In our latest industry deep dive, we discussed the world’s first sustainability requirements for fashion weeks, which have already been implemented in Denmark and Norway. Considering the likelihood of this trend spreading to other fashion capitals, it’s wise for brands and manufacturers to proactively prepare. By scrutinizing your supply chain, you can identify areas of concern and devise strategies for implementing additional ethical practices. Here is your action plan.
The current plan for Copenhagen’s future fashion weeks is centered on 18 minimum sustainability requirements that all participating brands must adhere to. These requirements not only address ethical concerns during the shows but also the development of long-term sustainable strategies encompassing design, production, distribution, usage, and even the management of a collection’s afterlife.
To ensure that sustainability is integrated throughout the entire business model, the new fashion week requirements demand a strategic approach:
The future of fashion weeks will mandate commitments to operating a safe, healthy and respectful working environment, free from harassment and discrimination and with equal opportunities. Customer service staff will have to be well-informed about your sustainability strategy and action plans, so you need the right training in place. And the list goes on, and on.
You will discover that an inside-out approach is instrumental in addressing t challenges in your day-to-day operations, including issues such as diversity and inclusion planning, forming effective partnerships, transparent communication without greenwashing and hushing, and ethical product design.
One of the core steps in ethicizing your business is to reconsider product design and materials, including packaging. The new regulations for fashion weeks demand a lot from brands and their manufacturers, starting with a general mindset focused on increasing the quality and value of fashion products economically and materially. Brands are expected to have half of their collections made from better materials, whether certified, upcycled, or using deadstock. Fortunately, brands have the freedom to choose their focus (you can’t achieve everything overnight).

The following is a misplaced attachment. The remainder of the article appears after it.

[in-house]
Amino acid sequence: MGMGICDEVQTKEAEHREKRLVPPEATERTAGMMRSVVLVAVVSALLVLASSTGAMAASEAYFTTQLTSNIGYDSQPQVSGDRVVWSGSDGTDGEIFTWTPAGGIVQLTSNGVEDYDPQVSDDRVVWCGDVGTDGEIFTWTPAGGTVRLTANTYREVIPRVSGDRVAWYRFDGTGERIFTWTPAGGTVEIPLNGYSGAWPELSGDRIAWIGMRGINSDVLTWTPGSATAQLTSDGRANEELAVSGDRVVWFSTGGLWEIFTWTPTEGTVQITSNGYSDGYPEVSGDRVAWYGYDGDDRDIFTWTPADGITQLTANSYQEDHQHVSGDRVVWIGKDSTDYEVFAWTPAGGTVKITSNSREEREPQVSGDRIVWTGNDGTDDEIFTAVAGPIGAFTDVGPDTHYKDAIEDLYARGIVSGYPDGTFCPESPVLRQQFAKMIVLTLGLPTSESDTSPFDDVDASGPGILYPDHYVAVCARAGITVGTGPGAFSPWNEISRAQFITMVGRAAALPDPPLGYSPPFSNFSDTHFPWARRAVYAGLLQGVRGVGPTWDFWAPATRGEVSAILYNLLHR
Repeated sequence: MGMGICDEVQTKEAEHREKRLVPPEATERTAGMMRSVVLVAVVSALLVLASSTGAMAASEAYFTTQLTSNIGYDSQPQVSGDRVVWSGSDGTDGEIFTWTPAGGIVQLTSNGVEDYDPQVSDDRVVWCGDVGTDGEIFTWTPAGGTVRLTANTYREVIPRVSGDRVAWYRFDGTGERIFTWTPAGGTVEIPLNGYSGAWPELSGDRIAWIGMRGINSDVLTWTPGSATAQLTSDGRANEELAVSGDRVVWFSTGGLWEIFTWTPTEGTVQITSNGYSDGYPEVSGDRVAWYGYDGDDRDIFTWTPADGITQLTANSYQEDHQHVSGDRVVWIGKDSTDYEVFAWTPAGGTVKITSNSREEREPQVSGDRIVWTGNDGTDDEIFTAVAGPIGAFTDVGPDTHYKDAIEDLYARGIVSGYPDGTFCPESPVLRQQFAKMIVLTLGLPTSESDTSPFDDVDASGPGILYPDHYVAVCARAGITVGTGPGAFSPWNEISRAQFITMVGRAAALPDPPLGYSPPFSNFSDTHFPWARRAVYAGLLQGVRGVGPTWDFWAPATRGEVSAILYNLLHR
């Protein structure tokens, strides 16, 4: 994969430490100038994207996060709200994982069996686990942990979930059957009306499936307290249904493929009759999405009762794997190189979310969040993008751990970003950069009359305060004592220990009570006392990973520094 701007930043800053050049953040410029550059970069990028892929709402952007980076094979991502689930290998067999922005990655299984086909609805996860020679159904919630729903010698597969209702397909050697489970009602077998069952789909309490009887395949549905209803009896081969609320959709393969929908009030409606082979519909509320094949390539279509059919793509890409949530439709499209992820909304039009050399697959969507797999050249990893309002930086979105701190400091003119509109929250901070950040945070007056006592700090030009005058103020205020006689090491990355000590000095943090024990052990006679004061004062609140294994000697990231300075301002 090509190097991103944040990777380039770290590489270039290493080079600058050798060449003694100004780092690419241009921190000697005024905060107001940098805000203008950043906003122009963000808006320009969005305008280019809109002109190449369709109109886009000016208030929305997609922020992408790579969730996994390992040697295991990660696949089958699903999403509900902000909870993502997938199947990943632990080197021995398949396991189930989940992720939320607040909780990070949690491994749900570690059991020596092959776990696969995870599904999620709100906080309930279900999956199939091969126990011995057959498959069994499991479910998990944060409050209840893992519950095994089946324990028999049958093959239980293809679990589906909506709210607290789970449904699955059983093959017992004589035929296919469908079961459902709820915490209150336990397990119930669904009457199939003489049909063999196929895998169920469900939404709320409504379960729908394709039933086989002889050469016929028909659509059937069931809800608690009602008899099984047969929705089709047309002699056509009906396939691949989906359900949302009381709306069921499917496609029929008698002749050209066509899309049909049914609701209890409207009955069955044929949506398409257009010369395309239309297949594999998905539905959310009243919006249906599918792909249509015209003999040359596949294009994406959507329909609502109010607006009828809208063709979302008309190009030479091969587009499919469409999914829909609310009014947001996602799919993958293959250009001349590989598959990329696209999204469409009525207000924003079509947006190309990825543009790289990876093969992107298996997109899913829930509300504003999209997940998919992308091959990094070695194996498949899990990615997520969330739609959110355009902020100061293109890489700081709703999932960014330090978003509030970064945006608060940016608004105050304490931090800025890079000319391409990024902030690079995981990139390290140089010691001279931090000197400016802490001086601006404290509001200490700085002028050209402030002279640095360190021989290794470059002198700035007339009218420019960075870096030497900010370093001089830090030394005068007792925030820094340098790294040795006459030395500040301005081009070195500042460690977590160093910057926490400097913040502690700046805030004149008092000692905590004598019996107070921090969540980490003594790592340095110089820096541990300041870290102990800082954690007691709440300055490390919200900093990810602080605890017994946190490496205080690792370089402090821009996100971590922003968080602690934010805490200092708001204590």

Begin by asking the following questions:
These are critical questions to ensure the right match between suppliers and brands, a stage where both parties often struggle. This is where Manufy becomes valuable. The digital sourcing platform connects thousands of European manufacturers with local fashion brands, and the matchmaking is value-based. Here’s how it works:
Let’s take the example of a brand called EcoFash, which aims to operate ethically from day one. For their first collection, they turned to Manufy. After thorough research and team discussions, they decided to focus on water management and waste reduction. When Ernst, their sustainability manager, submits his first RFQ on behalf of EcoFash, he selects options like “low water usage,” “recycled materials,” and “upcycled materials.” A day later, as he reviews the offers, he finds one from SustFactory, a Turkish supplier with similar values—and others he may consider for the future. It’s a win-win with a long-term perspective.
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If you have any questions, don’t hesitate to give us a call. We’re here to help because sustainable collections should be accessible to everyone.